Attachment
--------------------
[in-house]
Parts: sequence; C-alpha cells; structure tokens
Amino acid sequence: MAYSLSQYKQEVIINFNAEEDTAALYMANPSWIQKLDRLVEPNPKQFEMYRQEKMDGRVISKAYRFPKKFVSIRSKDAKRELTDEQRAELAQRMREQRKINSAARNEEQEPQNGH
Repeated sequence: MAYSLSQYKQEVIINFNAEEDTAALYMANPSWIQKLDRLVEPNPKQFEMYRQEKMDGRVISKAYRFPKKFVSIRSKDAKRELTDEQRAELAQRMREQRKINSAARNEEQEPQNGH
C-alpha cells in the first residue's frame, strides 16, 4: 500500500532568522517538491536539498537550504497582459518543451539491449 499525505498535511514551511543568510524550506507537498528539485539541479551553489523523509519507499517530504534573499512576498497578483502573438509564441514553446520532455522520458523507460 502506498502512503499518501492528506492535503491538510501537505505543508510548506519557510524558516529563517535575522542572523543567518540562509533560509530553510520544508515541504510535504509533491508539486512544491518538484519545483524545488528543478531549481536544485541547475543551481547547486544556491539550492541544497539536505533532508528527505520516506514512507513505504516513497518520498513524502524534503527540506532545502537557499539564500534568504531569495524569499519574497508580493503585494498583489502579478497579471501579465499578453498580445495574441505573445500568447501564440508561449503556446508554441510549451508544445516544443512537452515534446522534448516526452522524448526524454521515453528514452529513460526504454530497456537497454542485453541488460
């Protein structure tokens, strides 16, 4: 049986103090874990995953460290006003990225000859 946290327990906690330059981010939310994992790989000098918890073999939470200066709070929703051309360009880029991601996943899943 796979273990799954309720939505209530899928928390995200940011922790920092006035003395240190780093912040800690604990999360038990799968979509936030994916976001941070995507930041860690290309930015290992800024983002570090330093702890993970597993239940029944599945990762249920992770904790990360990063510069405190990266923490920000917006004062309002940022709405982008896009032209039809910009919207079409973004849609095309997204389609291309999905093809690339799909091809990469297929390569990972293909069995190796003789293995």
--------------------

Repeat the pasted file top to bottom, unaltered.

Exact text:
[in-house]
Parts: sequence; C-alpha cells; structure tokens
Amino acid sequence: MAYSLSQYKQEVIINFNAEEDTAALYMANPSWIQKLDRLVEPNPKQFEMYRQEKMDGRVISKAYRFPKKFVSIRSKDAKRELTDEQRAELAQRMREQRKINSAARNEEQEPQNGH
Repeated sequence: MAYSLSQYKQEVIINFNAEEDTAALYMANPSWIQKLDRLVEPNPKQFEMYRQEKMDGRVISKAYRFPKKFVSIRSKDAKRELTDEQRAELAQRMREQRKINSAARNEEQEPQNGH
C-alpha cells in the first residue's frame, strides 16, 4: 500500500532568522517538491536539498537550504497582459518543451539491449 499525505498535511514551511543568510524550506507537498528539485539541479551553489523523509519507499517530504534573499512576498497578483502573438509564441514553446520532455522520458523507460 502506498502512503499518501492528506492535503491538510501537505505543508510548506519557510524558516529563517535575522542572523543567518540562509533560509530553510520544508515541504510535504509533491508539486512544491518538484519545483524545488528543478531549481536544485541547475543551481547547486544556491539550492541544497539536505533532508528527505520516506514512507513505504516513497518520498513524502524534503527540506532545502537557499539564500534568504531569495524569499519574497508580493503585494498583489502579478497579471501579465499578453498580445495574441505573445500568447501564440508561449503556446508554441510549451508544445516544443512537452515534446522534448516526452522524448526524454521515453528514452529513460526504454530497456537497454542485453541488460
């Protein structure tokens, strides 16, 4: 049986103090874990995953460290006003990225000859 946290327990906690330059981010939310994992790989000098918890073999939470200066709070929703051309360009880029991601996943899943 796979273990799954309720939505209530899928928390995200940011922790920092006035003395240190780093912040800690604990999360038990799968979509936030994916976001941070995507930041860690290309930015290992800024983002570090330093702890993970597993239940029944599945990762249920992770904790990360990063510069405190990266923490920000917006004062309002940022709405982008896009032209039809910009919207079409973004849609095309997204389609291309999905093809690339799909091809990469297929390569990972293909069995190796003789293995």